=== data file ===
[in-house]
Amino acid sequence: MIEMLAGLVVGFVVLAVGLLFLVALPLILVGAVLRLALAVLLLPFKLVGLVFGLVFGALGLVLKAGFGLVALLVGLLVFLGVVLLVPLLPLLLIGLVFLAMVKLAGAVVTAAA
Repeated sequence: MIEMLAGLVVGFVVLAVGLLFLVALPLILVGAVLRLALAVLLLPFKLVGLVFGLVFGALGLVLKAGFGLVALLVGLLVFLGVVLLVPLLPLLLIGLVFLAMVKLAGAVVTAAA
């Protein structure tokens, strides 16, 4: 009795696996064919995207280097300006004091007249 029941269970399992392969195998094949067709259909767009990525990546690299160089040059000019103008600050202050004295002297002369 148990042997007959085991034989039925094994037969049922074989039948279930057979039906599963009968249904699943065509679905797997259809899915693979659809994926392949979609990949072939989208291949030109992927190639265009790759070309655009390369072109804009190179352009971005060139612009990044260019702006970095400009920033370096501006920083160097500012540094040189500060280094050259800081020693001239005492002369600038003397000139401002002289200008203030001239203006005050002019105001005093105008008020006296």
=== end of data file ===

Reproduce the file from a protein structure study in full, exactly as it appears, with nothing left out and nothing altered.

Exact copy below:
[in-house]
Amino acid sequence: MIEMLAGLVVGFVVLAVGLLFLVALPLILVGAVLRLALAVLLLPFKLVGLVFGLVFGALGLVLKAGFGLVALLVGLLVFLGVVLLVPLLPLLLIGLVFLAMVKLAGAVVTAAA
Repeated sequence: MIEMLAGLVVGFVVLAVGLLFLVALPLILVGAVLRLALAVLLLPFKLVGLVFGLVFGALGLVLKAGFGLVALLVGLLVFLGVVLLVPLLPLLLIGLVFLAMVKLAGAVVTAAA
């Protein structure tokens, strides 16, 4: 009795696996064919995207280097300006004091007249 029941269970399992392969195998094949067709259909767009990525990546690299160089040059000019103008600050202050004295002297002369 148990042997007959085991034989039925094994037969049922074989039948279930057979039906599963009968249904699943065509679905797997259809899915693979659809994926392949979609990949072939989208291949030109992927190639265009790759070309655009390369072109804009190179352009971005060139612009990044260019702006970095400009920033370096501006920083160097500012540094040189500060280094050259800081020693001239005492002369600038003397000139401002002289200008203030001239203006005050002019105001005093105008008020006296």